Congressional investigators are demanding to know what criteria the Obama administration used to grant 733 healthcare-reform waivers on insurance plans covering more than 2 million Americans. The inquiry comes amidst allegations that waivers are being granted to reward political supporters, such as unions, or to avoid the spectacle of large
numbers of Americans losing coverage.
The House Committee on Energy and Commerce ordered the newly created Center for Consumer Information and Insurance Oversight to turn over documents dealing with the waivers and explain how they are granted. The office, which is part of the Department of Health and Human Services (HHS), is in charge of implementing provisions of the Patient Protection and Affordable Care Act that deal with private health insurance. The waivers deal with so-called mini-med plans, or plans that place annual dollar limits on benefits.
Under Obamacare, mini-meds will end in 2014, but healthcare plans can impose an annual limit this year on benefits of no less than $750,000. Those that cannot meet the goal can apply for a one-year waiver, the HHS website says, “if the plan certifies that a waiver is necessary to prevent either a large increase in premiums or a significant decrease in access to coverage. In addition, enrollees must be informed that their plan does not meet the requirements of the Affordable Care Act.”
The waivers have been granted to a wide array of employers, including cities; school districts; law firms; banks; and charitable groups such as the Catholic Charities of the Diocese of Albany, N.Y., with 200 people in its health plan, and the Heritage Christian Services, with 4,600. Waivers also have been granted to dozens of small and large labor unions, including the Social Service Employees Union Local 371, which counts 34,000 people in its health plan.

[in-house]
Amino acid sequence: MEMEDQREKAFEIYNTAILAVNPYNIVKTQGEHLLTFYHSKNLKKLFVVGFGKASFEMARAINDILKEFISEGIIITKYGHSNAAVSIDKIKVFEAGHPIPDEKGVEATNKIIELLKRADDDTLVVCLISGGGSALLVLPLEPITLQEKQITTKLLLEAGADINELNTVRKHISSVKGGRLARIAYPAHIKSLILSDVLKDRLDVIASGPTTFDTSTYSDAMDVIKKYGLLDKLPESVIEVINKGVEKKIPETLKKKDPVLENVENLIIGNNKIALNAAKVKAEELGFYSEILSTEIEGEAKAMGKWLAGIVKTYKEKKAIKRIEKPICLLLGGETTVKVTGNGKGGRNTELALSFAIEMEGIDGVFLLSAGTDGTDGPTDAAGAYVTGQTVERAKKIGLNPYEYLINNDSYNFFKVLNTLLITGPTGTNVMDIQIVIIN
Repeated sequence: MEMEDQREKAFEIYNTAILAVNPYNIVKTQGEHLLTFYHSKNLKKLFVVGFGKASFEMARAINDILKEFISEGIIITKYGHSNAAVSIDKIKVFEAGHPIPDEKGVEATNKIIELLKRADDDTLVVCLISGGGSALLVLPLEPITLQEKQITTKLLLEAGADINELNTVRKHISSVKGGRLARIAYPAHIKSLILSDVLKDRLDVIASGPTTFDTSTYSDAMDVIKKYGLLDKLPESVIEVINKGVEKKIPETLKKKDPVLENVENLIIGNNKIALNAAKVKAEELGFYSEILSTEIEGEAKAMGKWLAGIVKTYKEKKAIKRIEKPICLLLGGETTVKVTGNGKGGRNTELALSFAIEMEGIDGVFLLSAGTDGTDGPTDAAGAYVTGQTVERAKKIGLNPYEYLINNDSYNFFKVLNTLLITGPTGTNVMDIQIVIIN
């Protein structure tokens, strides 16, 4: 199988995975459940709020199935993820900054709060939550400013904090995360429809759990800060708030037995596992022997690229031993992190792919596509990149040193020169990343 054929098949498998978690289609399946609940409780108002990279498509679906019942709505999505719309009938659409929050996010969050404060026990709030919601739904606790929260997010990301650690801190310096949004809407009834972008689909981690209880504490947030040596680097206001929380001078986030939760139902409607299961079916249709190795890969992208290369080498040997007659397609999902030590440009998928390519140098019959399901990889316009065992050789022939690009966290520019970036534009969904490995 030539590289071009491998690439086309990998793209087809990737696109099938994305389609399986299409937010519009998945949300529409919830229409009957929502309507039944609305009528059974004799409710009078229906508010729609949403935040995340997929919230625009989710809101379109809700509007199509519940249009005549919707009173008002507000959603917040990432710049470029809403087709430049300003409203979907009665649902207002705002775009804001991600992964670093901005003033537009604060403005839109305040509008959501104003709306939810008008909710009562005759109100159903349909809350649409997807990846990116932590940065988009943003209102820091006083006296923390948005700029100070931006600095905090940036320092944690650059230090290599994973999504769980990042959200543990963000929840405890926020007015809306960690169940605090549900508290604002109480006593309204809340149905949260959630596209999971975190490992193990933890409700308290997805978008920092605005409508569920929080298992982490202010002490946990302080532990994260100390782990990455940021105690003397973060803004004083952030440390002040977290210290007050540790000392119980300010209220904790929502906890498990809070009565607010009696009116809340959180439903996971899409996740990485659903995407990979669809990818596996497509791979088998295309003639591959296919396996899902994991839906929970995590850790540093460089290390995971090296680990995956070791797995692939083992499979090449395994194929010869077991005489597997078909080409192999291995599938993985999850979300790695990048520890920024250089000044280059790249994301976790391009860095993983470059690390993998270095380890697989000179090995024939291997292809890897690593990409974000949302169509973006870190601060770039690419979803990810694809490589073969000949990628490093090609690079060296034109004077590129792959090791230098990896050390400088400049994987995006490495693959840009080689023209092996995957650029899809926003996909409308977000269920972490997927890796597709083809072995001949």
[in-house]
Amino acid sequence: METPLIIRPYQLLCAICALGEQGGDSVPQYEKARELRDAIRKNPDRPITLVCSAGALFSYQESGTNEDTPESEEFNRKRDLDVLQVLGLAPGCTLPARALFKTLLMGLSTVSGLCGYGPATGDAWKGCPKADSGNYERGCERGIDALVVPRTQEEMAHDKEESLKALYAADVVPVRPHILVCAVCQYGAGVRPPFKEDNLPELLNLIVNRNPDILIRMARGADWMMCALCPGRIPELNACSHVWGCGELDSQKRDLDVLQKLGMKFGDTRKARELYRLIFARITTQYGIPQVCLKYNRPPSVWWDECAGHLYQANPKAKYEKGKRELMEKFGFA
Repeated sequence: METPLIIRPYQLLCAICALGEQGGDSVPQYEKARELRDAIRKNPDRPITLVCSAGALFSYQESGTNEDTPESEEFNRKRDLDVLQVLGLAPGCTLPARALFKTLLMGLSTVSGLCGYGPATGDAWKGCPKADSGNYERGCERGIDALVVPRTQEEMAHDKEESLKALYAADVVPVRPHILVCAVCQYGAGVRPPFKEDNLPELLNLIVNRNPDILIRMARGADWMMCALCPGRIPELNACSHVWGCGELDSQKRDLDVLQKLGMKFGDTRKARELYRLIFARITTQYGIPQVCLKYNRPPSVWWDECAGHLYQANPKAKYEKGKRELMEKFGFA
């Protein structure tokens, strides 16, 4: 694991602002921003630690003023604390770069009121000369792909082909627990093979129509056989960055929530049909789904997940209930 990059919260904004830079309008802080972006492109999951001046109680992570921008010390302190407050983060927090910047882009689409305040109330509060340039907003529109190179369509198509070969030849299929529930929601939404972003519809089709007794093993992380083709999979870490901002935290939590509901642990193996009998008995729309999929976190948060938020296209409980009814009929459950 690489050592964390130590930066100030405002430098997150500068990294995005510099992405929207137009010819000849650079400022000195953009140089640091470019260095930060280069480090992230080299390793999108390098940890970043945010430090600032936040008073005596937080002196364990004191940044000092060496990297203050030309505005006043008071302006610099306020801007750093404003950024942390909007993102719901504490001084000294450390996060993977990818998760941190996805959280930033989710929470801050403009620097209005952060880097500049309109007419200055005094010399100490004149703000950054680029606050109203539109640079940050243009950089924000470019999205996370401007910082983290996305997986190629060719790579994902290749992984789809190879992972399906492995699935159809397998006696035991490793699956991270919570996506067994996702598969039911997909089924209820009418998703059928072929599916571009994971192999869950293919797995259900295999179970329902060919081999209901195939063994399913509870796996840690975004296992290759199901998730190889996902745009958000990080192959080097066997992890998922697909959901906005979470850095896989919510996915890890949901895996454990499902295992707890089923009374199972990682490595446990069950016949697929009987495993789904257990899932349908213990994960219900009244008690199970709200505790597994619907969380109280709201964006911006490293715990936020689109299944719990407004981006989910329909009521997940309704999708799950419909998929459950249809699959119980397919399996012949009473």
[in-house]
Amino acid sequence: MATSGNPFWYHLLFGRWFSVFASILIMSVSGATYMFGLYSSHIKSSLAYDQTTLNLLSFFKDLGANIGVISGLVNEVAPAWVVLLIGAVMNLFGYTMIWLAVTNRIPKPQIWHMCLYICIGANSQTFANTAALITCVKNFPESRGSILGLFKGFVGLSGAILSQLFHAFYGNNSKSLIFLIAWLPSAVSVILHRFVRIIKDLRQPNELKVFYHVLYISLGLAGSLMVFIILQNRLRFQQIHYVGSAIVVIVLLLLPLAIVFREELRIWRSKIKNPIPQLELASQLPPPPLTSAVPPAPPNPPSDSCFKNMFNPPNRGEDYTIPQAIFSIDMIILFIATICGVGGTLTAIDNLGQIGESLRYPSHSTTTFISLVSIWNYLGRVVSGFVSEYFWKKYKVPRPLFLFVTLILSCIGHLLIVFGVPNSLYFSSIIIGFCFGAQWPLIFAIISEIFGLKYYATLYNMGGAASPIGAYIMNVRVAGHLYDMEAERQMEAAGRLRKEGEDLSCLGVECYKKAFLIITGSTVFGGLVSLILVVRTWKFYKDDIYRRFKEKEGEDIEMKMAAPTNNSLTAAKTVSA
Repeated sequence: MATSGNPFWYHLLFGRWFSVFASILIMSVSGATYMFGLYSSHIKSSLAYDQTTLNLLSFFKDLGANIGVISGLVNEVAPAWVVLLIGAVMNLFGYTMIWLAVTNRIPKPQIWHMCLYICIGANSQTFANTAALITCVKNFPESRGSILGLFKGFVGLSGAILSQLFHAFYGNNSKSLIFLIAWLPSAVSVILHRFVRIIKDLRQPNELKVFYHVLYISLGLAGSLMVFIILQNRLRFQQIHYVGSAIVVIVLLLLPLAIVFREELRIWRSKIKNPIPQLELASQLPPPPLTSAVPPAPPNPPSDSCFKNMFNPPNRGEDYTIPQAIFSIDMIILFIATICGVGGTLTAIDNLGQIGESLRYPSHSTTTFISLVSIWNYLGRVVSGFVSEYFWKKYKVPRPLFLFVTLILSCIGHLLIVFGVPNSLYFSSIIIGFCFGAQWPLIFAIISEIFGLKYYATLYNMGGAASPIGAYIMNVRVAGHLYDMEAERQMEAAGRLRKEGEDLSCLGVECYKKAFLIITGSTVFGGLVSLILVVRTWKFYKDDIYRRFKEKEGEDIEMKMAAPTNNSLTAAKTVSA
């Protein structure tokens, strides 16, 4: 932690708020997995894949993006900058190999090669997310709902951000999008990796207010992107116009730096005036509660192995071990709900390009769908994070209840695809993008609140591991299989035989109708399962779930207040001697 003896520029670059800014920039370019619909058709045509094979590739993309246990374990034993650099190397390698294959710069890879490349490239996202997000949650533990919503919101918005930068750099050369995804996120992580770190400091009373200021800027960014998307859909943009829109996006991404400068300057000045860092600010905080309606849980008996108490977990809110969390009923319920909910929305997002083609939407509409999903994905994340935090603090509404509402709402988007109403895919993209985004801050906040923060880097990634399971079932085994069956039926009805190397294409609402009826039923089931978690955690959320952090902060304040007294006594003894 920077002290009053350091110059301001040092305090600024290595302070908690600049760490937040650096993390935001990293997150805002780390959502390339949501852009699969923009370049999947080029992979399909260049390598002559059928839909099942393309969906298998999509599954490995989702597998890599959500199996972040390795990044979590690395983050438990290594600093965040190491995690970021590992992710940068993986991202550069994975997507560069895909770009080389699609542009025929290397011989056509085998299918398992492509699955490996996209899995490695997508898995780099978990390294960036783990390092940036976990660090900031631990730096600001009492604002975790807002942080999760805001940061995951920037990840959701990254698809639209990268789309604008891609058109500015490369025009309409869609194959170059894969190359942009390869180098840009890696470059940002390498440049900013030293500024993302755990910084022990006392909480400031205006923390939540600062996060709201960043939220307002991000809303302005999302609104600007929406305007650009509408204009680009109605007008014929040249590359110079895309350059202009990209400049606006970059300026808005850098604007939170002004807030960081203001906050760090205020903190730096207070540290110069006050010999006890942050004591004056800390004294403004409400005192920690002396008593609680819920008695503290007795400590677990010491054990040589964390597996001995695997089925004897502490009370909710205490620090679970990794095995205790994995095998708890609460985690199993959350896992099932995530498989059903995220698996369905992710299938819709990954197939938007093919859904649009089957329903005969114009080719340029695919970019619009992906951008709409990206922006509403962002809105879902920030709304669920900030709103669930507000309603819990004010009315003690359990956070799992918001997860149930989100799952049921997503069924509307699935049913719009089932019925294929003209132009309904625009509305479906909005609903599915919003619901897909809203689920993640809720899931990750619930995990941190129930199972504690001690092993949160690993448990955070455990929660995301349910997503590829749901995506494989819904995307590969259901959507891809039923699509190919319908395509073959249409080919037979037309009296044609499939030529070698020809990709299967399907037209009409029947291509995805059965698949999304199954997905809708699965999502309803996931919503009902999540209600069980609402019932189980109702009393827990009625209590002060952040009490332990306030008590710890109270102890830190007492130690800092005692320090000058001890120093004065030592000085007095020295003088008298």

More than 500 waivers have been granted since the November elections, raising the prospect that politics is involved.
However, HHS maintains that the large number granted toward the end of 2010 is “because December 1 was the final day to apply for a waiver for a plan or policy year that begins on January 1 — as many plans do.”
In a letter to Jay Angoff, the director of the consumer office, Rep. Fred Upton, R-Mich, chairman of the Energy and Commerce Committee, and Rep. Cliff Stearns, R-Fla., chair of the Subcommittee on Oversight and Investigations, note they are “examining the operations and programs of the Center for Consumer Information and Insurance Oversight.”
“Most troubling is that your office is currently responsible for deciding who does not have to comply with the massive new regulations imposed by the PPACA . . . We would appreciate if your office would explain how a decision is made on whether compliance with the PPACA is necessary.”
Among other things, the letter demands the office turn over, within two weeks, lists of those who have requested, been granted or denied a waiver and all documents, e-mails, and communications dealing with granting or denying waivers.
The administration is apparently feeling the heat. Steve Larsen, oversight director in HHS’ Office of Consumer Information and Insurance Oversight, issued a statement defending the exceptions, noting that the 733 waivers covering 2.1 million people represents “only about 1 percent of all Americans who have private health insurance today,” adding that the administration is “committed to making the waiver process transparent to the public.”
“HHS also helps to ensure transparency by posting a list of the plans that have been granted waivers, so stakeholders understand how they are affected,” he said. “Annual limits waivers are a stop gap measure to 2014 when annual dollar limits will be prohibited, mini-med plans will no longer be necessary and consumers will have new affordable health care choices.”
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